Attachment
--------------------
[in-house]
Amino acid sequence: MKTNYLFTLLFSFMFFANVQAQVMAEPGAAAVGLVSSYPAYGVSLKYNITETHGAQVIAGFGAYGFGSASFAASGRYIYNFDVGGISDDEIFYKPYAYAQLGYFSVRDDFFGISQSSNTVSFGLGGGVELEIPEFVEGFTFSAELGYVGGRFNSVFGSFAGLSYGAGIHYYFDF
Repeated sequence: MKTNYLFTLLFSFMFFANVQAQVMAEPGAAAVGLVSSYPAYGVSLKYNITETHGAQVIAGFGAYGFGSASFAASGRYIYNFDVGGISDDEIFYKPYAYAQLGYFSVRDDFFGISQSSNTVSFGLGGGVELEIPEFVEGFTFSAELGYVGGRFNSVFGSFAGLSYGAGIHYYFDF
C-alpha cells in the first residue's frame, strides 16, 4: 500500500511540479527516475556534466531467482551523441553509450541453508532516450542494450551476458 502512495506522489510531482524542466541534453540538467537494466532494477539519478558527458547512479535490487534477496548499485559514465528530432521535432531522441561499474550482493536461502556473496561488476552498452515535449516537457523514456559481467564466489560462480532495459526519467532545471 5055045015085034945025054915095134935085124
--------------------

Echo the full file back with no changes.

[in-house]
Amino acid sequence: MKTNYLFTLLFSFMFFANVQAQVMAEPGAAAVGLVSSYPAYGVSLKYNITETHGAQVIAGFGAYGFGSASFAASGRYIYNFDVGGISDDEIFYKPYAYAQLGYFSVRDDFFGISQSSNTVSFGLGGGVELEIPEFVEGFTFSAELGYVGGRFNSVFGSFAGLSYGAGIHYYFDF
Repeated sequence: MKTNYLFTLLFSFMFFANVQAQVMAEPGAAAVGLVSSYPAYGVSLKYNITETHGAQVIAGFGAYGFGSASFAASGRYIYNFDVGGISDDEIFYKPYAYAQLGYFSVRDDFFGISQSSNTVSFGLGGGVELEIPEFVEGFTFSAELGYVGGRFNSVFGSFAGLSYGAGIHYYFDF
C-alpha cells in the first residue's frame, strides 16, 4: 500500500511540479527516475556534466531467482551523441553509450541453508532516450542494450551476458 502512495506522489510531482524542466541534453540538467537494466532494477539519478558527458547512479535490487534477496548499485559514465528530432521535432531522441561499474550482493536461502556473496561488476552498452515535449516537457523514456559481467564466489560462480532495459526519467532545471 5055045015085034945025054915095134935085124